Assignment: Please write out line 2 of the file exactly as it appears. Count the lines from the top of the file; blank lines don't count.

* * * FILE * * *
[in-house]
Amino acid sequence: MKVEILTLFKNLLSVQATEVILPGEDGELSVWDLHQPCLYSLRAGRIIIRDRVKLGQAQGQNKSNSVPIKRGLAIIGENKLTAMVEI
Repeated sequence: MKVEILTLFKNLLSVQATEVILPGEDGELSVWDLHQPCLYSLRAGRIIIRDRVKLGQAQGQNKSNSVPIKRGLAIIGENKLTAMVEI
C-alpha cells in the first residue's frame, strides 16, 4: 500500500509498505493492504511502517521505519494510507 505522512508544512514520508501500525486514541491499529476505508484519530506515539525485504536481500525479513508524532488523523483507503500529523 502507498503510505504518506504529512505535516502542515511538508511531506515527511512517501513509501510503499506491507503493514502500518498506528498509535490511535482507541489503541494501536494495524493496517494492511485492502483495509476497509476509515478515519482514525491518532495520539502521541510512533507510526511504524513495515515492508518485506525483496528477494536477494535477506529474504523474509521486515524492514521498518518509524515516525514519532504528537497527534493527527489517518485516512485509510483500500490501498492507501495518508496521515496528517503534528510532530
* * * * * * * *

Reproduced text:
Amino acid sequence: MKVEILTLFKNLLSVQATEVILPGEDGELSVWDLHQPCLYSLRAGRIIIRDRVKLGQAQGQNKSNSVPIKRGLAIIGENKLTAMVEI